Science Serving Maryland's Coasts

R/SD-1

Role of a Resilient Submersed Plant Bed in Mitigating the Effects of Increasing River-borne Particulate Inputs to Chesapeake Bay: Sediment Dynamics

Principal Investigator: 

Lawrence P. Sanford

Start/End Year: 

2014 to 2016

Institution: 

Horn Point Laboratory, University of Maryland Center for Environmental Science

Co-Principal investigator: 

Cindy M. Palinkas, Horn Point Laboratory, University of Maryland Center for Environmental Science

Strategic focus area: 

Resilient ecosystem processes and responses

Description: 

The Conowingo Dam has historically trapped a significant fraction of the sediments and particulate nutrients carried by the Susquehanna River bound for Chesapeake Bay (CB). However, the effective trapping capacity of the dam may be decreasing, such that more of these materials reach the CB than in the past. However, the role of the extensive beds of submersed aquatic vegetation (SAV) that occupy the Susquehanna Flats (SF) in modulating these inputs has not yet been addressed. The resurgence of these SAV beds, and their cold- season senescence, may significantly mitigate the ecosystem effects of inflowing materials from behind the dam through seasonal trapping, re-release, burial, and transformation. However, very little data exist on the basic form and function of SF, especially from a sediment dynamics perspective.

This study focuses on the sedimentary history of the SF over the last ~100 years, and on the modern, seasonally varying, dynamics of sediment trapping and release on the SF. Four hypotheses drive this study: 1) the SF have been sediment starved since dam construction (with some lag), leading to changes in sediment texture and reduced sedimentation rates; however, further changes have occurred with recent dam infilling and SAV resurgence; 2) the SF trap fines during the growing season and release fines after senescence, introducing a lag in the input of fines to CB that reduces environmental impacts; 3) large events are critical to sedimentation on the SF because of large sediment inputs, fast currents, and waves; whether or not large events are directly observable the record of previous events should be present in sediment cores; 4) the SF SAV beds seasonally damp surface waves and concentrate flow and particle fluxes into the adjacent unvegetated channels.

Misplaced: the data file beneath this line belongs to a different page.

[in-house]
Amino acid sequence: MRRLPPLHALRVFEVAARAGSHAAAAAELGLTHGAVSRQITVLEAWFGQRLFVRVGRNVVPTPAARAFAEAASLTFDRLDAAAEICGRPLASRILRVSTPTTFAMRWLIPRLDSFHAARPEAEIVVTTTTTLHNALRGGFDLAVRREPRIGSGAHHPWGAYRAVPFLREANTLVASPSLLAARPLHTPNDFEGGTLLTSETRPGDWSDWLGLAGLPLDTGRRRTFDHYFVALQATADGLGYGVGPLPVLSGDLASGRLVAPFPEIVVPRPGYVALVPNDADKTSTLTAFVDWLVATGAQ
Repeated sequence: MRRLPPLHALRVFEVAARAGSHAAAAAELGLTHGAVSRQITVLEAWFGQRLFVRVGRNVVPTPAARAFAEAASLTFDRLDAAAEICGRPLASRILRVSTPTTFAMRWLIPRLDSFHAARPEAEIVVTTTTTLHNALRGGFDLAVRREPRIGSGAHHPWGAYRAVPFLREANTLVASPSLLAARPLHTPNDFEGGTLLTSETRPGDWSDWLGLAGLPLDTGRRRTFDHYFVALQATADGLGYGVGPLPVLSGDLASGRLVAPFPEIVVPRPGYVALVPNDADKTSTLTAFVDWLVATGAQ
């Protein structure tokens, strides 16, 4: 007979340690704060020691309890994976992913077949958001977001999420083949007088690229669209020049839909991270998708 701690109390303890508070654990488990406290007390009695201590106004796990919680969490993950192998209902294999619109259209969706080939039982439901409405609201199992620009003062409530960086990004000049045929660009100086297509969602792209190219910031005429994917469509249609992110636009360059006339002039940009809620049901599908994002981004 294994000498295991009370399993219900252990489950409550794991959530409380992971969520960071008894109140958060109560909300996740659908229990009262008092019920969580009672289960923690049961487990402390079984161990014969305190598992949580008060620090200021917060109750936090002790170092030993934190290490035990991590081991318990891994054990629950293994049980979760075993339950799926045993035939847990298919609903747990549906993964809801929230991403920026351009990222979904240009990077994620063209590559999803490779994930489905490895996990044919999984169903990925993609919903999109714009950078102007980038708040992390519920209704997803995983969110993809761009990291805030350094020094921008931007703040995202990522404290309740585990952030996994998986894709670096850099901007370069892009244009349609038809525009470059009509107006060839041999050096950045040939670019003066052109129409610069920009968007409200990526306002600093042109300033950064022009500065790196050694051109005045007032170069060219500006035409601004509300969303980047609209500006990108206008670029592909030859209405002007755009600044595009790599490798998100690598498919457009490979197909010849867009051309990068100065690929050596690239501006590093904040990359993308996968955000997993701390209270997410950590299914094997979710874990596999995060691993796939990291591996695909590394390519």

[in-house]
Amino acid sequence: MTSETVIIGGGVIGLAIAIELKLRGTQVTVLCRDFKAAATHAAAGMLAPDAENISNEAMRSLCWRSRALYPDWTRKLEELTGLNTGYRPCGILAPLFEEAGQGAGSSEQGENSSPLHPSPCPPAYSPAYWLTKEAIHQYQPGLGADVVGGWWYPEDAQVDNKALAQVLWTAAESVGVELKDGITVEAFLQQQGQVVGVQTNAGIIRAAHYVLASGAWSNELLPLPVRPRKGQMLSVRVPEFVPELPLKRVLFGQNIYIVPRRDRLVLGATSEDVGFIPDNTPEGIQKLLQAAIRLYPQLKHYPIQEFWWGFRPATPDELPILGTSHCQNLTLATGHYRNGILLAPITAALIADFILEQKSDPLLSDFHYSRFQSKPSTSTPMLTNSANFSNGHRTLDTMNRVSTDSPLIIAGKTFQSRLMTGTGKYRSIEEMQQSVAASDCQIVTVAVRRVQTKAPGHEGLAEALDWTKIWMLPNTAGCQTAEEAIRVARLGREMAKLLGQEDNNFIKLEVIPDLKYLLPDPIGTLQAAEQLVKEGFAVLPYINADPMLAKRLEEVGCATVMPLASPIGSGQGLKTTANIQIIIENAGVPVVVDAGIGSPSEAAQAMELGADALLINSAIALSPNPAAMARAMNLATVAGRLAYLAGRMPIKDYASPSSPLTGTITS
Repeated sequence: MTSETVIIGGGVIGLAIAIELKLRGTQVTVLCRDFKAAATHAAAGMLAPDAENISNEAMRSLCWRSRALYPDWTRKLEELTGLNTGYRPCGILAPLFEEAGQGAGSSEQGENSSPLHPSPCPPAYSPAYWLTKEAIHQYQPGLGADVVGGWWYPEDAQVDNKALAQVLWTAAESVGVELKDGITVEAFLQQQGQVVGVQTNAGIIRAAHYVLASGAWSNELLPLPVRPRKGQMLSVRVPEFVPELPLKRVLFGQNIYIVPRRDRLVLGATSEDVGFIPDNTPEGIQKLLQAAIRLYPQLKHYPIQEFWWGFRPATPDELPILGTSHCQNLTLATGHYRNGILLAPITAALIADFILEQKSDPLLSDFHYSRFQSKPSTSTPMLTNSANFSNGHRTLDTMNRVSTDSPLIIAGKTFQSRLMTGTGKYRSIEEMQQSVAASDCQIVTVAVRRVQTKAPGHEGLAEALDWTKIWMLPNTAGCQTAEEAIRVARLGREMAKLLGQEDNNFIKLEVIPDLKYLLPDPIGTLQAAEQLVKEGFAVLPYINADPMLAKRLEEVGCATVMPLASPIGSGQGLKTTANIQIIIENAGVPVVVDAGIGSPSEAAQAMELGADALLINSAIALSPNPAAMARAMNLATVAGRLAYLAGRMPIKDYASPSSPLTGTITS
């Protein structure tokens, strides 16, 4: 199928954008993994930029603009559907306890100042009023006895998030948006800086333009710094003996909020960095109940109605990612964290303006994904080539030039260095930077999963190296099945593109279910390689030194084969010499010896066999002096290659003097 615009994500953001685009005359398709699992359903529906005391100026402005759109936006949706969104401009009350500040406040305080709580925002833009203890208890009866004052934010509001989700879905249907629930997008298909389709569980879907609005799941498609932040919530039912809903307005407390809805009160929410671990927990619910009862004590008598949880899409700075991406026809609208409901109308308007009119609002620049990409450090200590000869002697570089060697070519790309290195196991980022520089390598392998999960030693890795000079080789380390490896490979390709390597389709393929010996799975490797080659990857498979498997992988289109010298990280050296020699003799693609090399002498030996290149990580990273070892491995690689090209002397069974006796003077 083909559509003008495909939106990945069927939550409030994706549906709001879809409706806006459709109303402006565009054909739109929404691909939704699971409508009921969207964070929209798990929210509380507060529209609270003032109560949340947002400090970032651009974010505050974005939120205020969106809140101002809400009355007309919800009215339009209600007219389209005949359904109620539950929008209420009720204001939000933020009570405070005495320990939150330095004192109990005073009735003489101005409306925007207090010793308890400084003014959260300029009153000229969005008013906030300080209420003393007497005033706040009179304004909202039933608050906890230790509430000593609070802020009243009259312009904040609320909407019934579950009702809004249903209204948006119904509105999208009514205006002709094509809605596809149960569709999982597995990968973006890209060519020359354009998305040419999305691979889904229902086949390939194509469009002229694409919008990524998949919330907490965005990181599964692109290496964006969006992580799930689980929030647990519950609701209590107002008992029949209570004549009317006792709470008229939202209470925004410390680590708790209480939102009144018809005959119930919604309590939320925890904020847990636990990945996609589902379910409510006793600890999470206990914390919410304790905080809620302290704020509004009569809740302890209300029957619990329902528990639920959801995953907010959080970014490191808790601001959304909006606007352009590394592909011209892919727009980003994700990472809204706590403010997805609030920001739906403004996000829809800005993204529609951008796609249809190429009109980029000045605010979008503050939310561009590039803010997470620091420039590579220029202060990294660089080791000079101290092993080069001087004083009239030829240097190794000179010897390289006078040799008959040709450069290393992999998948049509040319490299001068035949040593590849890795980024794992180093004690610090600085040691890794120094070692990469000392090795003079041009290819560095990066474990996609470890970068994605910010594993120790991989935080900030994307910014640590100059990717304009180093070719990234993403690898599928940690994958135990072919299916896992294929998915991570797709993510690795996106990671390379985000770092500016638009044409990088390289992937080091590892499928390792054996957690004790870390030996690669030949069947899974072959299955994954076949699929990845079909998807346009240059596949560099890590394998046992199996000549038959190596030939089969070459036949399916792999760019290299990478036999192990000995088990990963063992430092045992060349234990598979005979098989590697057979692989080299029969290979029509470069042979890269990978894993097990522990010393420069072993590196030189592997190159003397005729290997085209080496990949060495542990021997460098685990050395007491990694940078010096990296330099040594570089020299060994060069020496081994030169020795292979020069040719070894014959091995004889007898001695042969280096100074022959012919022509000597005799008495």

Three field trips will occur each year - early spring when the SF are bare and runoff is high, at the height of the growing season in summer, and in the fall after SAV has mostly senesced and winds have increased. Observations will be made of sediment texture and seasonal- and decadal-scale sedimentation rates within and outside of the plant bed. An additional set of push cores will be collected at these sites for sediment erodibility testing. Seasonal changes in sediment elevation will be measured with graduated dowels. Various instruments will be deployed (1-week deployments) to measure tidal height and suspended particle size; velocity, salinity, temperature, turbidity, and waves over SF and in the adjacent main channel. Ancillary data will be obtained from MD-DNR water quality monitoring stations and the NOAA CBIBS Susquehanna buoy. Bathymetry data will be also be collected.

The results of this study will directly inform resource managers and regulators and will feed into the next generation of CB water quality models. We will continue our productive relationships with agency contacts to ensure that our results are directly communicated to resource managers. We will also create a project website, geared toward the general public, that includes links to all products related to the project.

Related Publications: